Professor Explains Science Behind Climate Change

December 12, 2014by Robert M. Bovarnick

Dr. Richard Alley asked the audience to think back to last January. “You may remember the polar vortex. It was cold here.” But at that time, the rest of the world was dealing with milder-than normal temperatures. “But we happened to be in a cold spot.” Skeptics pointed to those milder temperatures and repeated their claims that global warming was a hoax. “It’s physics,” Dr. Alley said of climate change. “There isn’t another side of that.”

Dr. Alley is the Evan Pugh Professor of Geo Sciences in Penn State’s College of Earth Mineral Sciences, focusing on glaciology, sea level change and abrupt climate change. He and Robert B. McKinstry Jr., practice leader of the Climate Change and Sustainability Initiative at Ballard Spahr LLP, were the speakers at a Nov. 6 Chancellor’s Forum on climate change.

In June, the Philadelphia Bar Association’s Board of Governors unanimously passed a resolution to increase awareness of global climate change as a critical issue, which called on local, state and federal government to take action.

Dr. Alley’s presentation focused on the causes, current trends and solutions of global climate change. He began by highlighting the staggering ironies underlying general awareness of global warming. For instance, the effect of greenhouse gases on the atmosphere was actually discovered more than a century ago. Although rooted in well-established laws of science, it remains a hotly debated issue among the people responsible for effectuating change. Examining this paradox, Dr. Alley pointed to general reactions to regressions in temperature. No matter the regressions, Dr. Alley said the temperature has steadily increased, glaciers continue to shrink at a rapid pace, the grain belt is drying and yielding fewer crops and sea levels are rising. Yet, the average driver in the U.S. still generates 40,000 pounds of carbon dioxide (CO2) emissions every year.

The solution? Dr. Alley believes that feasible technology designed to capture and produce external energy sources, i.e. wind farms that have the capacity to generate one third of the world’s energy; solar technology that requires small areas of land; or, if properly extracted, the use of natural gas to power energy turbines. Additionally, Dr. Alley explained that systems such as California’s cap-and-trade program can greatly incentivize emission reduction.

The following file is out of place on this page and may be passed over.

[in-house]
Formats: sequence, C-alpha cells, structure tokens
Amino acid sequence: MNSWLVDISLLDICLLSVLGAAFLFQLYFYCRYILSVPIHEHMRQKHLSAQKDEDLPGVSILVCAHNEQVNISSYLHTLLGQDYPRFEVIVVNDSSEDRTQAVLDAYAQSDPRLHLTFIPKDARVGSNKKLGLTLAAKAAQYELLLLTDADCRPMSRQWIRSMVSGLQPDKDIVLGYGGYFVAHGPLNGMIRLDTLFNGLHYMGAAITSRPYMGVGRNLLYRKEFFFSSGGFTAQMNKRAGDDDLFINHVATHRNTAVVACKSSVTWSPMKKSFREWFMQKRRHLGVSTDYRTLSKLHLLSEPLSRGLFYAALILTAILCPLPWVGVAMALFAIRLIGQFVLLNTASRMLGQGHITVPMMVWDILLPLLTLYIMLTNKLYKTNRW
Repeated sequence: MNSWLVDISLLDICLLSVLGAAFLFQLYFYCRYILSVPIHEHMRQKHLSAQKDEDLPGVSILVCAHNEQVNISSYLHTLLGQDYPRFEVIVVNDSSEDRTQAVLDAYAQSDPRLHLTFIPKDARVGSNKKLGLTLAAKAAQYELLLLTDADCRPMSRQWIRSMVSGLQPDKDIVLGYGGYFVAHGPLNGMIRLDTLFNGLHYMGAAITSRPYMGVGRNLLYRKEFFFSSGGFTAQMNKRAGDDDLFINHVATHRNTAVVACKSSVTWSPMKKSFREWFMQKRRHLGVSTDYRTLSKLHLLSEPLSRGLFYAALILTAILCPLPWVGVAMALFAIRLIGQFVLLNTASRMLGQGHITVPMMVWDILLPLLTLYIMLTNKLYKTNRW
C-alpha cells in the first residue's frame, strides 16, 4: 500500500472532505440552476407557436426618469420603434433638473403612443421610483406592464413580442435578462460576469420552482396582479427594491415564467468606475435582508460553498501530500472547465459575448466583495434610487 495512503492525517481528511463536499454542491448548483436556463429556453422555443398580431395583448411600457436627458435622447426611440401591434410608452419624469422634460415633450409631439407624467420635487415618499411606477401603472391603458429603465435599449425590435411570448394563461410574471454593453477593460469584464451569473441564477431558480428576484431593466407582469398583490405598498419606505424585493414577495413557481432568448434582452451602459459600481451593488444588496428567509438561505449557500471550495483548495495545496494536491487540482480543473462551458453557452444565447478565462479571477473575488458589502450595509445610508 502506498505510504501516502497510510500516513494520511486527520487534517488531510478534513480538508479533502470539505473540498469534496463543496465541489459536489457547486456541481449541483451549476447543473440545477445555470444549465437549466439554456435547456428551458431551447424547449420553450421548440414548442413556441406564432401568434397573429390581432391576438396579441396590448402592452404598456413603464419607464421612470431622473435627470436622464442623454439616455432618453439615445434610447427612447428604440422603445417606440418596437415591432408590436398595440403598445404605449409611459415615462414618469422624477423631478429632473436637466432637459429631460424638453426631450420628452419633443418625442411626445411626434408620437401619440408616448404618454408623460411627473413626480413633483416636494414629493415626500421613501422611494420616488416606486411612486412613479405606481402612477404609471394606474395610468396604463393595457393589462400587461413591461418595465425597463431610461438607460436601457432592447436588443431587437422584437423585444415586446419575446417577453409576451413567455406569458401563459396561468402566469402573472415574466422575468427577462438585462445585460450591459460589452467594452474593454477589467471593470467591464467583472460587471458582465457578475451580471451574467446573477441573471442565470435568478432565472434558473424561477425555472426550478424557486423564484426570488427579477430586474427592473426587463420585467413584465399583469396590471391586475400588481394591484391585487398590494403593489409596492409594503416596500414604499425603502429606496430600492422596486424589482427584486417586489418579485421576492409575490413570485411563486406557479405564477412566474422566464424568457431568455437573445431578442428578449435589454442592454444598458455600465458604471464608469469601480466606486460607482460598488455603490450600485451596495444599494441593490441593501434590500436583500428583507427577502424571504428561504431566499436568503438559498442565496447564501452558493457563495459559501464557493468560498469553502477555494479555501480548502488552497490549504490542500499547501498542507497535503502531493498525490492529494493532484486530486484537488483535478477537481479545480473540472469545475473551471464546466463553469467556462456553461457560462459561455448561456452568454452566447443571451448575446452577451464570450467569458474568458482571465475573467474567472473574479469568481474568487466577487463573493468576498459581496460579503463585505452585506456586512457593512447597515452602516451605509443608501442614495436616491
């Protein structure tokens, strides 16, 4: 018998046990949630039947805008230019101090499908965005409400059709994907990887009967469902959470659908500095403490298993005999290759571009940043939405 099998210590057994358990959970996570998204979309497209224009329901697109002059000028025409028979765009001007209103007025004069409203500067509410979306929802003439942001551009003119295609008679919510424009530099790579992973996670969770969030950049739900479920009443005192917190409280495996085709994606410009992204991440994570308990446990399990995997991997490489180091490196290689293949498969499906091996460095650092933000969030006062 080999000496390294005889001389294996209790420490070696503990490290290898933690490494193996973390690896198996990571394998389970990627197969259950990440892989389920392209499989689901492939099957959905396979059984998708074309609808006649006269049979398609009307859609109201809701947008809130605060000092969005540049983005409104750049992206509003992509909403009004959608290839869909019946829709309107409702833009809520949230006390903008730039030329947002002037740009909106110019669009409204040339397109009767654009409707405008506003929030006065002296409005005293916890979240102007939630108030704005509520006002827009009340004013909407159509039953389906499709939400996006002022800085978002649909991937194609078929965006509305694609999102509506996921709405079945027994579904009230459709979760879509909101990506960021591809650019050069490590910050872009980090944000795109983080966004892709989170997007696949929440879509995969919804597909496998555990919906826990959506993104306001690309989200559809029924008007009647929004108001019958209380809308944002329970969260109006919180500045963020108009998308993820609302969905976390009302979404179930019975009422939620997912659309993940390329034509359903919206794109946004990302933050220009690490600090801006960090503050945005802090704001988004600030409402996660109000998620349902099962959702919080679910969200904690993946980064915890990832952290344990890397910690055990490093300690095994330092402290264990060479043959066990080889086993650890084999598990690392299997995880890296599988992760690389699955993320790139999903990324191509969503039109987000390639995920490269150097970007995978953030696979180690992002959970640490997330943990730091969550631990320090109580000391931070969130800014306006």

From a legal perspective, McKinstry discussed the relevance and implications of effectuating change. Following the U.S. Supreme Court case, Massachusetts v. EPA (where he was also co-counsel), McKinstry explained that the Environmental Protection Agency was required to regulate greenhouse gas emissions under the Clean Air Act of 2007, and establish guidelines for emissions reduction. In turn, each state is mandated to submit a plan adopting and implement these guidelines. To date, California and nine other states have submitted plans. California’s “cap and trade” model, McKinstry explained, establishes an annual greenhouse emissions cap on companies and in turn, generates revenue for clean energy technology through the purchase or trade of emissions allocations.

Concluding the forum, Dr. Alley and McKinstry agreed that these systems are not only feasible for reducing necessary emissions, but also generating economic benefit.

-Luke W. Sampson
(This article originally published in Philadelphia Bar ReporterDecember 2014)

by Robert M. Bovarnick

Rob Bovarnick is a graduate of the University of Miami School of Law. Prior to starting his firm, he was Vice Chair of the Bankruptcy Group at a 170 lawyer firm and head of the Creditor’s Rights practice at a 20 lawyer firm. He is the former Chair of the Eastern District of Pennsylvania Bankruptcy Conference.